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J&J is the latest firm to back away from the hepatitis C field, reflecting the dominant position Gilead has built with its sofosbuvir franchise. In February, Merck lowered sales expectations for its investigational "nuc" MK-3682.



Departure From HCV 


And then there was one. Merck & Co. Inc. de-emphasized development of its experimental nucleoside polymerase inhibitor for hepatitis C earlier this year, so with Johnson & Johnson’s Sept. 11 decision to exit HCV drug development, the last "nuc” that could have provided competition to Gilead Sciences Inc.’s sofosbuvir-driven dominance likely has reached a standstill.



Despite promising Phase II data indicating potential for a six-week duration of treatment with a three-drug combination that included the nuc AL-335, J&J said it will move away from HCV drug development due to the efficacy of what’s already available to patients. With the pharma’s announcement Sept. 11 comes termination of its collaboration with Achillion Pharmaceuticals Inc., which contributed the NS5A inhibitor odalasvir to J&J’s three-drug combo.



The now-abandoned JNJ-4178 comprised AL-335, odalasvir and J&J's protease inhibitor Olysio (simeprevir), which was approved by the US FDA in 2013. J&J picked up AL-335 in a $1.75bn buyout of Alios BioPharma Inc. in 2014. [See Deal]



The trio produced a 100% sustained virologic response (SVR) in 20 HCV patients treated for six weeks in Phase IIa data reported last September. (Also see "J&J, Achillion Could Set Six-Week Treatment Paradigm In HCV" - Scrip, 9 Sep, 2016.) J&J said after unveiling those data that it would initiate a Phase IIb trial with the regimen in treatment-naïve and treatment-experienced, non-cirrhotic patients of all HCV genotypes except genotype 3.



Now, the pharma says it will complete all ongoing Phase II studies of the combo, but will undertake “no additional development thereafter.” In virology, J&J intends to focus exclusively on developing a functional cure for hepatitis B, Lawrence Blatt, global therapeutic area head for infectious disease therapeutics, said in a statement. (Also see "J&J’s Comprehensive Approach To Finding A ‘Functional Cure’ For HBV" - Scrip, 14 Nov, 2016.)



Strong Standing For Gilead


J&J’s decision effectively cements Gilead as the only HCV company with a nucleoside polymerase inhibitor in its portfolio, evading another potential threat to its dominance anchored by the nuc sofosbuvir – which is approved for solo use as Sovaldi and is the backbone of the combination products HarvoniEpclusa and Vosevi.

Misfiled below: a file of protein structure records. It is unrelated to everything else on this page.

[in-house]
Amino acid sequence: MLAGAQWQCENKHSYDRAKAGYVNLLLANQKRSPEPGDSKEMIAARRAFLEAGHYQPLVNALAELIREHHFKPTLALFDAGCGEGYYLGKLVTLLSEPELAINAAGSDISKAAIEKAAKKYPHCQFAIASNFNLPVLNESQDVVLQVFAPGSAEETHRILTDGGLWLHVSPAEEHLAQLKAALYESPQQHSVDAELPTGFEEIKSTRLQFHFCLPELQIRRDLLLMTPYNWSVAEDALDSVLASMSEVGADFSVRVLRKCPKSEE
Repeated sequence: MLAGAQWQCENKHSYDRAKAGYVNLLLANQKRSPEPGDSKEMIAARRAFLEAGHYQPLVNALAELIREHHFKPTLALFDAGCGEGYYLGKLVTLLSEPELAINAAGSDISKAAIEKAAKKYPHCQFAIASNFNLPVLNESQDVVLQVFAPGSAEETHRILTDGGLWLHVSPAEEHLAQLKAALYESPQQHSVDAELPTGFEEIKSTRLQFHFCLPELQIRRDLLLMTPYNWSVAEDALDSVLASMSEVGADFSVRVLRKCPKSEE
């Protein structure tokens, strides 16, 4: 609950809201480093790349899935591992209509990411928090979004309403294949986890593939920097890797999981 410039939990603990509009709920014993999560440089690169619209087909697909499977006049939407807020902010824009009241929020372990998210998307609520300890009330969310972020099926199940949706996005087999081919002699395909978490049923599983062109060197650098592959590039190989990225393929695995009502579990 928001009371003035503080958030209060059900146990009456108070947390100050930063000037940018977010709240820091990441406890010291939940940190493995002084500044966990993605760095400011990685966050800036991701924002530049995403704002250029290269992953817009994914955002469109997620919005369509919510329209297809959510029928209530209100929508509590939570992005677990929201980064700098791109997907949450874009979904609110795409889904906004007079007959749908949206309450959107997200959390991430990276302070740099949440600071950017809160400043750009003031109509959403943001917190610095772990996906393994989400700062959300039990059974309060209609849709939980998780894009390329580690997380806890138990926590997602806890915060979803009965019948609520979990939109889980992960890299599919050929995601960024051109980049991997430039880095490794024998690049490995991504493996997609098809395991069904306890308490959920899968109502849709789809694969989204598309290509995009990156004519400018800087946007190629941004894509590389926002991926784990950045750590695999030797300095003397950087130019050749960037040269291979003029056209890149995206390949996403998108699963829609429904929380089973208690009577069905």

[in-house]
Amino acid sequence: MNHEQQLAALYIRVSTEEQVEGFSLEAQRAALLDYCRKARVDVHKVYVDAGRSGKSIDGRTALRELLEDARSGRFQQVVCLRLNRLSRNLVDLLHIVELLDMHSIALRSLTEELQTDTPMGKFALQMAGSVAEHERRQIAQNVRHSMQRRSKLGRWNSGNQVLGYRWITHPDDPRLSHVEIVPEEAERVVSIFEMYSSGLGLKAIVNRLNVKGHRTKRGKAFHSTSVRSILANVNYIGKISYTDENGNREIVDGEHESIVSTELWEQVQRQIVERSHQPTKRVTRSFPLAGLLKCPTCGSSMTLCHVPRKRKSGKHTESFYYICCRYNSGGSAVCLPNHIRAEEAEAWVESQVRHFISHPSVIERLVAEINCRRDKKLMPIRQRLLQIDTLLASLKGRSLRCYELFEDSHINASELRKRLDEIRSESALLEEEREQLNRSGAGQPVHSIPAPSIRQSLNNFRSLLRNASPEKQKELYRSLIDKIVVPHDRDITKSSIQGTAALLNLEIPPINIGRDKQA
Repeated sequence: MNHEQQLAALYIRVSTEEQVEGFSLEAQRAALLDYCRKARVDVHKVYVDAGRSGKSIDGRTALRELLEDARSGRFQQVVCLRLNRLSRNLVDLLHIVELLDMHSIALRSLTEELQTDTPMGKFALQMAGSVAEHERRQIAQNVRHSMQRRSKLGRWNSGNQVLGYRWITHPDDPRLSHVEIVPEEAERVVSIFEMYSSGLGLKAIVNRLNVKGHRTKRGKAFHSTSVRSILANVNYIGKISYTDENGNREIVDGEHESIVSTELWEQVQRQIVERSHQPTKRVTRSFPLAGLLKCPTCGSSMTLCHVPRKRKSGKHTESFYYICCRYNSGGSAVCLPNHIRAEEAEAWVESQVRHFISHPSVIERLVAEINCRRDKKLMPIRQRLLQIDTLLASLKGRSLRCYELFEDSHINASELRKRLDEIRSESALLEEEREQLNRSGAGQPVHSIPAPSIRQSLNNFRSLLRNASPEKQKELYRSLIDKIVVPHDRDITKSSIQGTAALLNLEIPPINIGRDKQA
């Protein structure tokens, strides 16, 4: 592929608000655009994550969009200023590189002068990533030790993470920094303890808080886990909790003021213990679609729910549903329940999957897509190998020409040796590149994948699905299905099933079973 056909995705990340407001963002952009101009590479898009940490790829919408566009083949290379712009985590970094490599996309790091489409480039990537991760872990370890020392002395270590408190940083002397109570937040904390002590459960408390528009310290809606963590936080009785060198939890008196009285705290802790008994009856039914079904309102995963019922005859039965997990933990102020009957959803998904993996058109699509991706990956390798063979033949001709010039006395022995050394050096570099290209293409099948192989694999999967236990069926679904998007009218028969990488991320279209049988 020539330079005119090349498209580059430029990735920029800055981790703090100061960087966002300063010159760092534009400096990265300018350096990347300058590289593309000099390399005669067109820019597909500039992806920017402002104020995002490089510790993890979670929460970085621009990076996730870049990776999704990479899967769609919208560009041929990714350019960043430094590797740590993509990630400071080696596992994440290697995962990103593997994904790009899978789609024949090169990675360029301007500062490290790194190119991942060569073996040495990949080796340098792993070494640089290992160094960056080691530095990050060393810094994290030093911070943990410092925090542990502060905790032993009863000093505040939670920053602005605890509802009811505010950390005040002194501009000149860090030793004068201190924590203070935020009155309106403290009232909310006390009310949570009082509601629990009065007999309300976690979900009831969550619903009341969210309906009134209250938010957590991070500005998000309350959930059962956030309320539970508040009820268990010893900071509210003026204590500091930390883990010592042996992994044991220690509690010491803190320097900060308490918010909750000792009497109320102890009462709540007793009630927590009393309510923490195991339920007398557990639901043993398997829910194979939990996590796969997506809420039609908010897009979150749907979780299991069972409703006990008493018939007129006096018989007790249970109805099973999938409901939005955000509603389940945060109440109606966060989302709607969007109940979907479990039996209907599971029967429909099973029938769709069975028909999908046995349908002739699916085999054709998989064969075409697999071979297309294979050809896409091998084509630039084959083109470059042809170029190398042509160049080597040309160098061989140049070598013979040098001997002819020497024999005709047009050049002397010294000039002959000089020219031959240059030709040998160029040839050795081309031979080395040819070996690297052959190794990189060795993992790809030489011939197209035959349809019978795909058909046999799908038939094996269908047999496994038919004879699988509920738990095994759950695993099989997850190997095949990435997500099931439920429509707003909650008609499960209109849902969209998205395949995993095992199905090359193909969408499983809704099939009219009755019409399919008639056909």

Earlier this year, Gilead de-emphasized hepatitis C, both reducing sales guidance for its drugs and saying that its therapeutic focus going forward would be on HIV, oncology and other areas. This came after the company reported a 35% global reduction in HCV sales during the fourth quarter compared to 12 months earlier. Gilead then took a major step forward in oncology in late August with an $11.9bn purchase of CAR-T therapy-focused biotech Kite Pharma Inc.



Technically, the only remaining nuc in clinical development for HCV is Merck's uprifosbuvir (MK-3682), deployed in Phase II studies as part of three- or four-drug combination regimens. But Merck significantly reduced expectations for that compound in February, when it revealed it would take a $2.9bn pre-tax intangible asset impairment charge after assessing the competition in the HCV space. (Also see "Merck's Write-Down Of Phase II Nuc Illustrates Current Reality In HCV" - Scrip, 24 Feb, 2017.)



This is just the latest wave of companies to back away from the HCV market due to the improved treatment landscape. Bristol-Myers Squibb Co. read the tea leaves earlier and gradually refocused its virology investments as the HCV market developed. (Also see "Asunaprevir NDA Withdrawal Likely To Mean Daclatasvir Delay" - Scrip, 7 Oct, 2014.)



Achillion issued a statement Sept. 11 saying it received notice of J&J’s decision, including the termination of the partnership around odalasvir signed in May 2015, two days earlier. [See Deal]CEO Milind Deshpande said he was disappointed by the decision, because he felt patients could benefit from the convenient, short-duration therapy JNJ-4178 might have offered to patients.



At present, the shortest duration of HCV treatment included in labeling for any approved therapy is eight weeks, which represents a significant improvement from the standard of 48 weeks just six years ago. Harvoni (sofosbuvir/ledipasvir) and AbbVie Inc.’s second-generation combination therapy for HCV, Mavyret (glecaprevir/pibrentasvir), approved by FDA on Aug. 3, both have labeling recommending an eight-week treatment duration for some patients. (Also see "AbbVie's Mavyret Is First 8-Week Pan-Genotypic Combination For HCV" - Scrip, 3 Aug, 2017.)



Stockholm-based Medivir AB also issued a statement on J&J’s decision to exit HCV development, saying that the change would not affect its existing licensing agreement with the pharma for simeprevir. Medivir remains entitled to royalties on global sales of Olysio monotherapy, although revenues from that product have declined substantially since peaking at about $2.3bn in 2014. (Also see "INFOGRAPHIC: Hepatitis C Market Still Has Room To Grow" - Scrip, 1 Aug, 2016.)

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